Got up bright and early Saturday, packed the bags and kids in the car and headed for Hausen im Tal. The plan? Some father-kids camping time in the Danube valley. This was the first time I visited without doing any climbing (and hopefully the last). In contrast to the city folk still staring down at their phones constantly, my gaze kept going up at the dozens upon dozens of crags around. In fact, no matter where you look, there they are, lining the valley walls overlooking the Danube. A good deal are closed to climbing, and yet there are still nearly 30 which are open.
Donautal Camping at “Camping Wagenburg”
We stayed at Camping Wagenburg which occupies a long grassy field along the Danube. It is located in the town of Hausen im Tal which is the center of Donautal climbing and usually the base for most climbers. It also has some easy stuff right in town like Stuhlfels which means big climbing groups from the DAV. That makes camping there incredibly convenient, however compared to the US, annoyingly crowded. Tents were 10 feet from each other with people constantly walking by or running around your stuff. The location is beautiful and practical, but it’s certaintly not all that relaxing and in no way camping in the sense that an American would understand it.
Donautal Crag: Aussichtsfels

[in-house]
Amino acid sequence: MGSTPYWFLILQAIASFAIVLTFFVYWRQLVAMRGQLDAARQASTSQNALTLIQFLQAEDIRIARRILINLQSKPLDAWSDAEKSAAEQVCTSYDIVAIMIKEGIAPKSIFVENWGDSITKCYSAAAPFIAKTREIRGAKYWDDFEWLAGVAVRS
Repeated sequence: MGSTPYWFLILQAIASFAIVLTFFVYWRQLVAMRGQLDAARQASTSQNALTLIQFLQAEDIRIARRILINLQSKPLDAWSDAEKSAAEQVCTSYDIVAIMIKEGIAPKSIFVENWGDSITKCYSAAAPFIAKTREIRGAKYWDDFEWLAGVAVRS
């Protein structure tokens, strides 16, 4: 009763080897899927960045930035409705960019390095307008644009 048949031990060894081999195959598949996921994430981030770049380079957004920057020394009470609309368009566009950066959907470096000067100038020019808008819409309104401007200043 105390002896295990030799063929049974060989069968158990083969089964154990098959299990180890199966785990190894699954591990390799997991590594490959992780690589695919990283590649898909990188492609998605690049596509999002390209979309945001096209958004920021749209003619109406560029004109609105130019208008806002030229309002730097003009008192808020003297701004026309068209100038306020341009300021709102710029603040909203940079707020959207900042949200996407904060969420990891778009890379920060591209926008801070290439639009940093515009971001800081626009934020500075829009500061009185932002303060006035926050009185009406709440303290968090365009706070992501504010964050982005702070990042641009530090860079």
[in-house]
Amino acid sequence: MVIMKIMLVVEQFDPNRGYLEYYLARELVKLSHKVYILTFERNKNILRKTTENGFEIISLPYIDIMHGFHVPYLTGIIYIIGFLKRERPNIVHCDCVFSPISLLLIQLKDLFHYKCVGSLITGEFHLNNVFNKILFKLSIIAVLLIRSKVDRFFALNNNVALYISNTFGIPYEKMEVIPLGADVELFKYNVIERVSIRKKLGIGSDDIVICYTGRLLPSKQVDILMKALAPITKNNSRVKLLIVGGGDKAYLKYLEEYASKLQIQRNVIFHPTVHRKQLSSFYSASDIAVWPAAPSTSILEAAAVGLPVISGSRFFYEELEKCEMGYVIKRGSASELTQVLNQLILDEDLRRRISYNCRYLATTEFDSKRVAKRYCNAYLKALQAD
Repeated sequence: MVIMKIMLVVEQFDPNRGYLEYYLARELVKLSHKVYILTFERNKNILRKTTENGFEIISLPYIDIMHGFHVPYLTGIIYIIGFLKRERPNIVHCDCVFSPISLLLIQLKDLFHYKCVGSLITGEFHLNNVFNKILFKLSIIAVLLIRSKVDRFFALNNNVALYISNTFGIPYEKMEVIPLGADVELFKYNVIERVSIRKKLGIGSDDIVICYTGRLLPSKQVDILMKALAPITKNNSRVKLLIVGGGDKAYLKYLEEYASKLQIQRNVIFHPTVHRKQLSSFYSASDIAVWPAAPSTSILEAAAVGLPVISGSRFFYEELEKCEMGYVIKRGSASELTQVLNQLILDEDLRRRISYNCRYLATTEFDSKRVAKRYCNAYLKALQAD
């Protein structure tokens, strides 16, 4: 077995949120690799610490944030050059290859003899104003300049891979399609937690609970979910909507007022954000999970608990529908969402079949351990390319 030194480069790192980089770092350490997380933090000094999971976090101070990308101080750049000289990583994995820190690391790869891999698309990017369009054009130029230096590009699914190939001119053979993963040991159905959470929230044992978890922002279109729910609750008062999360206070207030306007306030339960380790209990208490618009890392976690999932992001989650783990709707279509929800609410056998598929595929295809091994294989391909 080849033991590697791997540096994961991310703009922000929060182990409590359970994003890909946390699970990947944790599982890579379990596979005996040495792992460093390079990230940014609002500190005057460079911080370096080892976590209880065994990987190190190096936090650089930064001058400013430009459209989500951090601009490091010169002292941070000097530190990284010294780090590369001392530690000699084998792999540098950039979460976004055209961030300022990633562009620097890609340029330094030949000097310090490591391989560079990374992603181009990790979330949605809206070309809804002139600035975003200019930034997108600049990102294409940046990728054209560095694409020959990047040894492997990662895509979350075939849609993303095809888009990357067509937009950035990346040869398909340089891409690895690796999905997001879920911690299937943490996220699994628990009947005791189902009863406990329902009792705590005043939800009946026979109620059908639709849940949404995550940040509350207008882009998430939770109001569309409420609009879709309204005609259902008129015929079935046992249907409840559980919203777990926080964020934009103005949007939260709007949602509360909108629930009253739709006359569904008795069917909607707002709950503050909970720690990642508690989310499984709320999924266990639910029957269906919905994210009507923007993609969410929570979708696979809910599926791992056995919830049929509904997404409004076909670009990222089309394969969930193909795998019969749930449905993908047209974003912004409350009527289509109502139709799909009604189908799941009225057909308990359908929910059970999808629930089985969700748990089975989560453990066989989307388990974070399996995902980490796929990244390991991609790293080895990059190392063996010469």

With the kids in tow and no belay partner, I had no plans to get on the rock this trip. However, I had plans to drive further through the valley and check out a number of other crags. A few I only saw from a distance or from the parking area, but two were next on my to-climb list so I broke camp Sunday morning and headed eastwards towards Inzigkofen to check out Aussichtsfels and Dreiecksfels, both of which offer a number of easy multipitch climbs with great views.
This past Thursday was a holiday, one of the many Christian holidays that are also federal holidays in Germany (and would be illegal in the US). While I didn’t get to climb, I took the kids to the Swabian Alb to vistit Schloss Lichtenstein and Nebelhoehle, a castle and cave respectively. Lichtenstein is also located just across from Traifelberg, a long series of crags overlooking the village of Lichtenstein with plenty of moderate to hard routes.
Schloss Lichtenstein (castle)